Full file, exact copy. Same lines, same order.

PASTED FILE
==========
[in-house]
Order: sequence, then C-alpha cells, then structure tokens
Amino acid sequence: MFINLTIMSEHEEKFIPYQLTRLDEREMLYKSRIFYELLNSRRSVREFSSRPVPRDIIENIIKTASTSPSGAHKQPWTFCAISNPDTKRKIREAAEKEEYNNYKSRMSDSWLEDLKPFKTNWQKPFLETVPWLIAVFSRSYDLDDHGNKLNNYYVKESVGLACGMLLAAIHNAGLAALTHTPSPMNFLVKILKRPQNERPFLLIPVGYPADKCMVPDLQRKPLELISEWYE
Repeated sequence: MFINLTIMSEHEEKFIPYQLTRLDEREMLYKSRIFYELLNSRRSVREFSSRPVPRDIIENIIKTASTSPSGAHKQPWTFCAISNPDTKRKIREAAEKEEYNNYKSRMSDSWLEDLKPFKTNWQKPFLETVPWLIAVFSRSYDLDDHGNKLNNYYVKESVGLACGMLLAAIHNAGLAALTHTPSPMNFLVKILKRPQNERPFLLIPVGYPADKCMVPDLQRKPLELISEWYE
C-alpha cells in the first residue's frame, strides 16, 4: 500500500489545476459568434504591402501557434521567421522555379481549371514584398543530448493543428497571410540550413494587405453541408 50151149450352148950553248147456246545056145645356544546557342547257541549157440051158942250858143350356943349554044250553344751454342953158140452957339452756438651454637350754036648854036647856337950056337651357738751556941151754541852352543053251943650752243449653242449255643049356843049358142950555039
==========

[in-house]
Order: sequence, then C-alpha cells, then structure tokens
Amino acid sequence: MFINLTIMSEHEEKFIPYQLTRLDEREMLYKSRIFYELLNSRRSVREFSSRPVPRDIIENIIKTASTSPSGAHKQPWTFCAISNPDTKRKIREAAEKEEYNNYKSRMSDSWLEDLKPFKTNWQKPFLETVPWLIAVFSRSYDLDDHGNKLNNYYVKESVGLACGMLLAAIHNAGLAALTHTPSPMNFLVKILKRPQNERPFLLIPVGYPADKCMVPDLQRKPLELISEWYE
Repeated sequence: MFINLTIMSEHEEKFIPYQLTRLDEREMLYKSRIFYELLNSRRSVREFSSRPVPRDIIENIIKTASTSPSGAHKQPWTFCAISNPDTKRKIREAAEKEEYNNYKSRMSDSWLEDLKPFKTNWQKPFLETVPWLIAVFSRSYDLDDHGNKLNNYYVKESVGLACGMLLAAIHNAGLAALTHTPSPMNFLVKILKRPQNERPFLLIPVGYPADKCMVPDLQRKPLELISEWYE
C-alpha cells in the first residue's frame, strides 16, 4: 500500500489545476459568434504591402501557434521567421522555379481549371514584398543530448493543428497571410540550413494587405453541408 50151149450352148950553248147456246545056145645356544546557342547257541549157440051158942250858143350356943349554044250553344751454342953158140452957339452756438651454637350754036648854036647856337950056337651357738751556941151754541852352543053251943650752243449653242449255643049356843049358142950555039